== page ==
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Albert Shanker (1928–1997)

teachers aft york city

President of the American Federation of Teachers (AFT), the nation's second largest teachers' union, Albert Shanker was born in New York City in 1928 to Russian working-class immigrant parents. He grew up during the depression on the Lower East Side of New York, his father a newspaper deliveryman, his mother a sewing machine operator. Shanker was reared in a union home where, he said, "Unions were just below God" (Swerdlow and Weiner Internet site). When he began school, he spoke no English and endured beatings and anti-Semitic taunts in his mostly non-Jewish neighborhood.

Shanker excelled academically. After completing high school he earned a bachelor's degree in philosophy from the University of Illinois, Champaign-Urbana, and, in 1949, entered the Ph.D. program at Columbia University. Having completed all requirements but a dissertation, Shanker began teaching elementary and junior high school mathematics in New York City in 1952.

He left teaching in 1959 to become a full-time organizer for the Teachers Guild, New York City's AFT affiliate. The guild was just one of 106 small New York City teacher organizations. Founded in 1917 with John Dewey as a charter member, the guild was the only New York City teacher organization to support collective bargaining, in which teachers elect a single organization to represent them in contract negotiations with their employer. In 1960 the Teachers Guild merged with New York City's High School Teachers Association to form the United Federation of Teachers. Shanker was elected president in 1964.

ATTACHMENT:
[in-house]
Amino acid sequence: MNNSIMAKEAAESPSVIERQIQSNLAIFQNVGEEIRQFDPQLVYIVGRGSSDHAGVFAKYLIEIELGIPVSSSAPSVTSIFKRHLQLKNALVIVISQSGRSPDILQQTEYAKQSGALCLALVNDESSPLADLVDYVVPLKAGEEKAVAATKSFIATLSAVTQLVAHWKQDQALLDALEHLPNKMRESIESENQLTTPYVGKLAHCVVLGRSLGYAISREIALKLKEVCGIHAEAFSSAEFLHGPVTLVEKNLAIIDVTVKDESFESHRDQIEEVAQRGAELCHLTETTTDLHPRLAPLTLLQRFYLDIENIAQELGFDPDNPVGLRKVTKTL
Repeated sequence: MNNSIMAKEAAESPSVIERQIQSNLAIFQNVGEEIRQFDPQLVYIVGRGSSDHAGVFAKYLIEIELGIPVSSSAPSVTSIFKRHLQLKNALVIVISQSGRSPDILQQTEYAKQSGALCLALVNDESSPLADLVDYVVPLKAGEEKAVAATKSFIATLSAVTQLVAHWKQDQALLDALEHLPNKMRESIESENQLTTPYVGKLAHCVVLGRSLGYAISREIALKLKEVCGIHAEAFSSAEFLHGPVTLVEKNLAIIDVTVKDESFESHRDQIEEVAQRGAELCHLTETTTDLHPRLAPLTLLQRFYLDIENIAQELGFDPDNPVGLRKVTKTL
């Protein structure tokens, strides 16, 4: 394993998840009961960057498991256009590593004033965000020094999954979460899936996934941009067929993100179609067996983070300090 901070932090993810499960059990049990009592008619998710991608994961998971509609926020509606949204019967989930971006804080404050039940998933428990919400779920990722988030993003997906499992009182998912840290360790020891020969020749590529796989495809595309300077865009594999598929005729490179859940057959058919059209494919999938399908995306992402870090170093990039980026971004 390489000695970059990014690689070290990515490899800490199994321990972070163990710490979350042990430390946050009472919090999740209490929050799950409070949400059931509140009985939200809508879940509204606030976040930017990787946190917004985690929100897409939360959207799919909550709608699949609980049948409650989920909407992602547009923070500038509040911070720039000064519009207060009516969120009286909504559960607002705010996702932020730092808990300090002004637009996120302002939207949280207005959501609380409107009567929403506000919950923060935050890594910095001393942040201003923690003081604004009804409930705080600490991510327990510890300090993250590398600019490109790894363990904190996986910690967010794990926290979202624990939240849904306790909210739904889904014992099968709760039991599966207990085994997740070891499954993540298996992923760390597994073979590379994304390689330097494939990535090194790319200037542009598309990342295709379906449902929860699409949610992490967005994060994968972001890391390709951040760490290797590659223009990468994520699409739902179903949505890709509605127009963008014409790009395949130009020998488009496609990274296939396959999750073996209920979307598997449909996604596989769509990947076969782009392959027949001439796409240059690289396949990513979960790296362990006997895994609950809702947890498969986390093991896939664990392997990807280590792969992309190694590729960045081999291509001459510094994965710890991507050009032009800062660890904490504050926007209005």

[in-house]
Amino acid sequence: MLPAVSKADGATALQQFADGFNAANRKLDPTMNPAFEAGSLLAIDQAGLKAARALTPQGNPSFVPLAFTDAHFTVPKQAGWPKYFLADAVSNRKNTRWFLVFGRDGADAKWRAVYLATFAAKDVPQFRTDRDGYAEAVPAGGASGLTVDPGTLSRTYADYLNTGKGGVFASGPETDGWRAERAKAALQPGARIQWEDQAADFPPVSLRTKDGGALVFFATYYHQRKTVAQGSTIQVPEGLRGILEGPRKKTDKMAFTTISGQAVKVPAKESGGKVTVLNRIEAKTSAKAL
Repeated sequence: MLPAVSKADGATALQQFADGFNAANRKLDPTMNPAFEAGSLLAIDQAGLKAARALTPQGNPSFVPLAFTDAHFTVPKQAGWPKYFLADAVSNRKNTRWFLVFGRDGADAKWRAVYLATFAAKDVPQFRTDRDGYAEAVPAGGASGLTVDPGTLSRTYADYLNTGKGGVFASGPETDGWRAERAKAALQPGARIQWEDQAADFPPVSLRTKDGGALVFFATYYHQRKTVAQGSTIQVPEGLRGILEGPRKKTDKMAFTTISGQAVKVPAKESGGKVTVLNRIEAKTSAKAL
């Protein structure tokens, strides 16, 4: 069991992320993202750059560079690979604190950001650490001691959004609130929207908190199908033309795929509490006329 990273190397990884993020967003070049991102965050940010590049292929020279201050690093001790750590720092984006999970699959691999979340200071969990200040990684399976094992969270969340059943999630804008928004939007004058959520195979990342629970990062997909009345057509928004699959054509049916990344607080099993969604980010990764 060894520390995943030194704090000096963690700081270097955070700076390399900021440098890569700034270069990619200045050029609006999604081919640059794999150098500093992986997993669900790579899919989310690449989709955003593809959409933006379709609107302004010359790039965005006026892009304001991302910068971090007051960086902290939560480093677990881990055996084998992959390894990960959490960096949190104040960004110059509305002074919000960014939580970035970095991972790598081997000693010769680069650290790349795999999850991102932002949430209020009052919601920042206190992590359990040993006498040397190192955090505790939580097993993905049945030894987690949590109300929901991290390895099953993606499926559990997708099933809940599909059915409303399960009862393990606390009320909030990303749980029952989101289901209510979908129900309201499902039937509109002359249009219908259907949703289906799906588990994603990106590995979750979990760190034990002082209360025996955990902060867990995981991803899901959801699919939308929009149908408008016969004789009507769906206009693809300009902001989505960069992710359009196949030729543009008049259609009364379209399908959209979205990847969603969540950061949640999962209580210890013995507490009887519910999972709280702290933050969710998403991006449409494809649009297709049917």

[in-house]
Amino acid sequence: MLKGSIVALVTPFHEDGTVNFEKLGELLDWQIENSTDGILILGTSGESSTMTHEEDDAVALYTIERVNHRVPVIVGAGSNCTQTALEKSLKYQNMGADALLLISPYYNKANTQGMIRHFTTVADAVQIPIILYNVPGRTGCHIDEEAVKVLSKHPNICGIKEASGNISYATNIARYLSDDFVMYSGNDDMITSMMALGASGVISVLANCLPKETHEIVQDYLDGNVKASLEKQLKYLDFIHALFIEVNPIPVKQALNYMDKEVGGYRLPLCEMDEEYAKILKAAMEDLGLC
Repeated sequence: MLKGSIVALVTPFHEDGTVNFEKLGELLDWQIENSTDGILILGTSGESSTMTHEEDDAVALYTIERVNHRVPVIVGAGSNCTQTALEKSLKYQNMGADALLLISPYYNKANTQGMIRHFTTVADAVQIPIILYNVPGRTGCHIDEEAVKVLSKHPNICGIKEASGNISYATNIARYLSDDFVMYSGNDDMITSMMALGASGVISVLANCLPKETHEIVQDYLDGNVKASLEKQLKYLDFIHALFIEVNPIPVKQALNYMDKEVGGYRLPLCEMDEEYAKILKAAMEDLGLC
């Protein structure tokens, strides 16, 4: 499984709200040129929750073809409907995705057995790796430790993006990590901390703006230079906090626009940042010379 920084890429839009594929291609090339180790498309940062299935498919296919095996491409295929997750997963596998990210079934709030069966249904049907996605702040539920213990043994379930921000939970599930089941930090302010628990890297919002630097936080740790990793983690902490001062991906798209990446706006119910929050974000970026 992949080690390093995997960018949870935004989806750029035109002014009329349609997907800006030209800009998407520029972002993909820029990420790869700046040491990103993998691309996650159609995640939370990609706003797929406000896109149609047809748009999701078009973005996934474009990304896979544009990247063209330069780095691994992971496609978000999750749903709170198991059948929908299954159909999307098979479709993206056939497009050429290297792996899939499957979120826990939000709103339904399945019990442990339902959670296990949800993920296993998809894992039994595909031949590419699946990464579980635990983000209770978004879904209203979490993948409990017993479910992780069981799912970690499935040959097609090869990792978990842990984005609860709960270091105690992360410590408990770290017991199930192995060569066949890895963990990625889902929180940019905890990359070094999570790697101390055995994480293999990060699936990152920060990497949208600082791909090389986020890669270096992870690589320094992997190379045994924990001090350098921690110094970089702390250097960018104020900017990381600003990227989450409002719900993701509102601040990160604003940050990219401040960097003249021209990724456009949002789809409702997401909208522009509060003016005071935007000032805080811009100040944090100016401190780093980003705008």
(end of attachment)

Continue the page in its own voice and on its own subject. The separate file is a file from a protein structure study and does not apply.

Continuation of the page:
In the early 1960s Shanker helped New York City teachers gain collective bargaining rights and achieve the first contract in any major city in the United States. A supporter of the civil rights movement (Shanker marched in nearly every major demonstration in the country), his tenure as UFT president was partially defined by the Oceanhill-Brownsville events of 1968.

The city had divided the school district into multiple subdistricts, each with a community-based governing board. Oceanhill-Brownsville was a predominantly African-American district staffed by a largely white, largely Jewish teaching population. In 1968 the district superintendent, Rhody McCoy, removed the white teachers from the black community schools and Shanker called a strike. Before matters were settled (the teachers were returned to their jobs), there would be three strikes, all illegal under New York State's collective bargaining law, and Shanker would spend fifteen days in jail. Even when the issue seemed to be put to rest, critics continued to label Shanker a racist.

Shanker was concerned that Oceanhill-Brownsville would label him for life. He wanted educators and New Yorkers in general to better under-stand his principles and ideas, even if they did not always agree with him. Unable to get op-ed pieces placed in New York newspapers, he bought a paid ad in the December 13, 1970 edition of the Sunday New York Times. That ad would become his "Where We Stand" column, a weekly opportunity for Shanker to put forth his ideas about education, the union, and social and political issues to a large public audience. He would write the column for twenty-seven years.

Shanker continued to gather supporters and critics. Under his leadership, the New York City teacher union grew into a large and politically powerful organization, which in 1975 pulled New York City back from the brink of bankruptcy when Shanker placed teacher pension funds in city bonds. Although he was approached to run for mayor (he declined), there were those who believed he wielded too much power. In Woody Allen's 1973 movie, Sleeper, Allen's character, frozen, awakens in the year 2173 and is asked how civilization was destroyed. "A man named Al Shanker got the bomb," he replies.

In 1974 Shanker became president of the American Federation of Teachers (AFT), a post to which he was re-elected every two years until his death. He remained president of the AFT and UFT for twelve years, relinquishing the UFT presidency in 1986.

When Shanker became AFT president, the organization was relatively small, particularly in comparison to its national rival, the National Education Association (NEA). The AFT, founded in Chicago in the early 1900s, was a union, a member of the AFLCIO, and an adherent to trade union principles. Shanker had an unshakable faith in unionism, but in the early 1980s, he would set the AFT on a different, and unexpected, path.